Springing from that artistic fervor comes Wickman's desire to teach. From a young age, the budding artist was attracted to both art and teaching. Her older sister pursued a career as an artist and mentored Wickman's artistic growth throughout high school. In kind, Wickman tutored her younger sister's friends in art. Wickman's love for teaching gained momentum while she was a graduate student at the University of Colorado at Boulder and taught undergraduate art students.
"Teaching acts as a great counterbalance to working as an artist," Wickman said. "Artists work in isolation in their studios. Teaching, on the other hand, allows me to bounce ideas off of others, to be constantly stimulated and challenged."
To spread her love of art to an even larger audience, Wickman took on the role of director of UCLA's ArtsBridge program in 1999. ArtsBridge gives scholarships to UCLA undergraduate and graduate students to teach art programs in K-12 classrooms throughout the Los Angeles Unified School District. Low-performing, inner-city schools without arts programs are given priority. The UCLA students conduct workshops alongside supervising instructors in the areas of architecture, dance, design, ethnomusicology, music and performing and visual arts.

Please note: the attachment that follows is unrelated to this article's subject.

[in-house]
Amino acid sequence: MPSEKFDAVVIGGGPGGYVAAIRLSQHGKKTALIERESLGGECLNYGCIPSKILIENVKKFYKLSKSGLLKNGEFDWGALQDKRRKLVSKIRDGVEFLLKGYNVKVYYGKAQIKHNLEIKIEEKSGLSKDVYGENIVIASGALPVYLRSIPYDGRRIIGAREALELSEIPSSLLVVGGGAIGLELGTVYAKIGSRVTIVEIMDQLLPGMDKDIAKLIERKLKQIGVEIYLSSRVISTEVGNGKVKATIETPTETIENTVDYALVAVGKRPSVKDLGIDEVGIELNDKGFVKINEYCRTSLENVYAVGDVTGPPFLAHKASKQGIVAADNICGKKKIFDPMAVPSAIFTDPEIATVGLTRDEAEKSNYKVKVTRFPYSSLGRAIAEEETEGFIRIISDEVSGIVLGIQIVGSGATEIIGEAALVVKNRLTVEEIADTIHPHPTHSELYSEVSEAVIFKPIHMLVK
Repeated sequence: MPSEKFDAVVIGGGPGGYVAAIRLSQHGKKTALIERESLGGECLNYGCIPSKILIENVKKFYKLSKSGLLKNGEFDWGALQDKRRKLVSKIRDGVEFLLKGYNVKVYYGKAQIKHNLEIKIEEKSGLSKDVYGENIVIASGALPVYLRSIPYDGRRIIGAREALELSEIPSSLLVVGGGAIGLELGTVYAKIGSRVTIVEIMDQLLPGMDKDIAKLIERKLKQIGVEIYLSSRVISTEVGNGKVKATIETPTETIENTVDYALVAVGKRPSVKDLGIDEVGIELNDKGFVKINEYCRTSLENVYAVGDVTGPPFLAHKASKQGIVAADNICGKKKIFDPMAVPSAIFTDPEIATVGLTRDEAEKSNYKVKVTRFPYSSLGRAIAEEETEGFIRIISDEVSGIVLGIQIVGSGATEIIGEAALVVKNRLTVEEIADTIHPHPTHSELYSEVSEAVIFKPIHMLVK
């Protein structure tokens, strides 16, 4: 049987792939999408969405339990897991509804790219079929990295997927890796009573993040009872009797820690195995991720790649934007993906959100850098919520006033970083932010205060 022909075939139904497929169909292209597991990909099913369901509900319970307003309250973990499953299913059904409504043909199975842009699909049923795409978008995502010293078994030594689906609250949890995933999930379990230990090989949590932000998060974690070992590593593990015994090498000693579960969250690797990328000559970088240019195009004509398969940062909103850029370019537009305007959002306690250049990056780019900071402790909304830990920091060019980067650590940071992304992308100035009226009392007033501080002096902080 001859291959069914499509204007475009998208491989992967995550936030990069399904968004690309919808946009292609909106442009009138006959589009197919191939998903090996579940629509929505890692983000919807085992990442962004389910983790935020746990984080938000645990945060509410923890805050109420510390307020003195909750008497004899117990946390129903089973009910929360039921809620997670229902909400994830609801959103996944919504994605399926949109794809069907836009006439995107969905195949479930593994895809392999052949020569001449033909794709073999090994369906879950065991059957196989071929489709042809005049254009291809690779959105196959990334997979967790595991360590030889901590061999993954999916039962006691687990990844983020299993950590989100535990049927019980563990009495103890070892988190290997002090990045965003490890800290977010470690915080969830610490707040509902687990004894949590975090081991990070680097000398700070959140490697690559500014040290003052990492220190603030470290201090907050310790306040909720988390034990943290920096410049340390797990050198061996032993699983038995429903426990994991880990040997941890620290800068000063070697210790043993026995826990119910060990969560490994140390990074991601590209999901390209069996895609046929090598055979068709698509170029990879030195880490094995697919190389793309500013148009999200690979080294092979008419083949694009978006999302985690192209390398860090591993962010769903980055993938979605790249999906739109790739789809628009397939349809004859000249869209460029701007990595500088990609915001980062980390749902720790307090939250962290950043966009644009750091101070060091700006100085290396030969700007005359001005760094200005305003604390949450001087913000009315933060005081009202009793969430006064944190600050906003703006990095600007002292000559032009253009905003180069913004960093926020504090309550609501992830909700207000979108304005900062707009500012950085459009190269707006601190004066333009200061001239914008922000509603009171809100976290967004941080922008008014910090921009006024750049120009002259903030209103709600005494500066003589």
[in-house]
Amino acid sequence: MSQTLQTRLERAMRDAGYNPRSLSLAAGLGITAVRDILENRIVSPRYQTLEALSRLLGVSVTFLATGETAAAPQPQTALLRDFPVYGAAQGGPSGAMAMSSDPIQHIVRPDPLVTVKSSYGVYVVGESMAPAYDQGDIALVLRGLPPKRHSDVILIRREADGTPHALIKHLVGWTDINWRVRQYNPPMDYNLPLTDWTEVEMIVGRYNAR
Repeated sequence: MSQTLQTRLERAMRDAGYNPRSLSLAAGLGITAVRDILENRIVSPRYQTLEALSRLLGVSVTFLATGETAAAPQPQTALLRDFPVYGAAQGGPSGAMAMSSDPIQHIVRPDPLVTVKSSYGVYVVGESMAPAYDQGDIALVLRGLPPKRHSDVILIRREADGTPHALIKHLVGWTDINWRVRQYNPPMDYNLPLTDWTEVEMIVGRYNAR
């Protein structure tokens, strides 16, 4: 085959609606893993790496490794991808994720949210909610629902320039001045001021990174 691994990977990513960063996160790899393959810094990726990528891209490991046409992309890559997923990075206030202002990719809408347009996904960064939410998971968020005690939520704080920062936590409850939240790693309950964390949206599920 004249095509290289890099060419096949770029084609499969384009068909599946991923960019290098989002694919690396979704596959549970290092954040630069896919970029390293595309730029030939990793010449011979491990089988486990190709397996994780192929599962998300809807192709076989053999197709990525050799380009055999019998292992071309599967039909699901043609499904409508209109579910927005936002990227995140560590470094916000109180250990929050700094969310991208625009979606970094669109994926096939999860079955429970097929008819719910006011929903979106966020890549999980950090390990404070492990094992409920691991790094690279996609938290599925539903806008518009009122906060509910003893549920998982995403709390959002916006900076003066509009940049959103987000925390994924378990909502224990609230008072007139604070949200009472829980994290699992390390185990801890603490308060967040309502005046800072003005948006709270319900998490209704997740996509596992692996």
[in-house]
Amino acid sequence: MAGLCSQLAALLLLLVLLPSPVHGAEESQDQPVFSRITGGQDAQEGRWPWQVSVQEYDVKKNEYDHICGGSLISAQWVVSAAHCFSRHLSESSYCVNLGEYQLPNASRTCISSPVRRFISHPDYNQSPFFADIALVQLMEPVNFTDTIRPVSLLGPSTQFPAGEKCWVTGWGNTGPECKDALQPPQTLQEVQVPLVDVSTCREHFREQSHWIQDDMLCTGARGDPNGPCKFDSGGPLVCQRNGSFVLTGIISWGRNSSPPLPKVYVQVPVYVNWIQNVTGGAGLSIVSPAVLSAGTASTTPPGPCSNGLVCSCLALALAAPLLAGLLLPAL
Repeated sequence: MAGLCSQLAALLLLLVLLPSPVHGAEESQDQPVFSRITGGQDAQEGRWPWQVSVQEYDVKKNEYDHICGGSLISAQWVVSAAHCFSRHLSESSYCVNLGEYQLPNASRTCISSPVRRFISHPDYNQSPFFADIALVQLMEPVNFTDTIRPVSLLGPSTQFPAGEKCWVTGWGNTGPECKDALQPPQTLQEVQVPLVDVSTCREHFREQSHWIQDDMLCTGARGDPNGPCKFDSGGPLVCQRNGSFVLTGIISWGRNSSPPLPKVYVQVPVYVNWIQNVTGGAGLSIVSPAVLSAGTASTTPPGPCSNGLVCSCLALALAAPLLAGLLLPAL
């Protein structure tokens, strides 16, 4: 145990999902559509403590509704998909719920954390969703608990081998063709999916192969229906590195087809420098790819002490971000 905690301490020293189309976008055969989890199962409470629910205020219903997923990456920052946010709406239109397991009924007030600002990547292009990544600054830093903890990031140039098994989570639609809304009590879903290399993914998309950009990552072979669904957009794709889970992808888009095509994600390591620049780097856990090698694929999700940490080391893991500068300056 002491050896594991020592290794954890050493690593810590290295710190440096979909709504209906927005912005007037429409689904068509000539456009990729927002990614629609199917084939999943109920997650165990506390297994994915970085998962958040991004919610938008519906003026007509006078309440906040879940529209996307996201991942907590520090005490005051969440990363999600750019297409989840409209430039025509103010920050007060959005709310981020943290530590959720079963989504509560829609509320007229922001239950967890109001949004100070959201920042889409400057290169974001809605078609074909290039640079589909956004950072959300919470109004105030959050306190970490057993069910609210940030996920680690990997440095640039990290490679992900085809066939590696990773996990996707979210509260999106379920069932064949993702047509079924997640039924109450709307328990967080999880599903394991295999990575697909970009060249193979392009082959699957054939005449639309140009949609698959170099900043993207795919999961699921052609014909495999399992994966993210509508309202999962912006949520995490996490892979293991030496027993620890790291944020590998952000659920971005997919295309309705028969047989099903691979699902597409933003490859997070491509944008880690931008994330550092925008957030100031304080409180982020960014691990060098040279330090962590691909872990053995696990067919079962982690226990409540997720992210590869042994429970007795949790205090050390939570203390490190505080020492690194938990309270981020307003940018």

In operation for two years, ArtsBridge has reached more than 3,000 schoolchildren.
"I don't think enough people appreciate the great benefits of art for children," Wickman said. "Art expands a child's critical thinking skills. It teaches one to think less linearly and in less structured modes of thought."
Through the program, administrators hope not only to raise test scores in low-performing schools, but also to expose students to teaching as a possible career so that someday they — like Wickman — might express their passion through their work.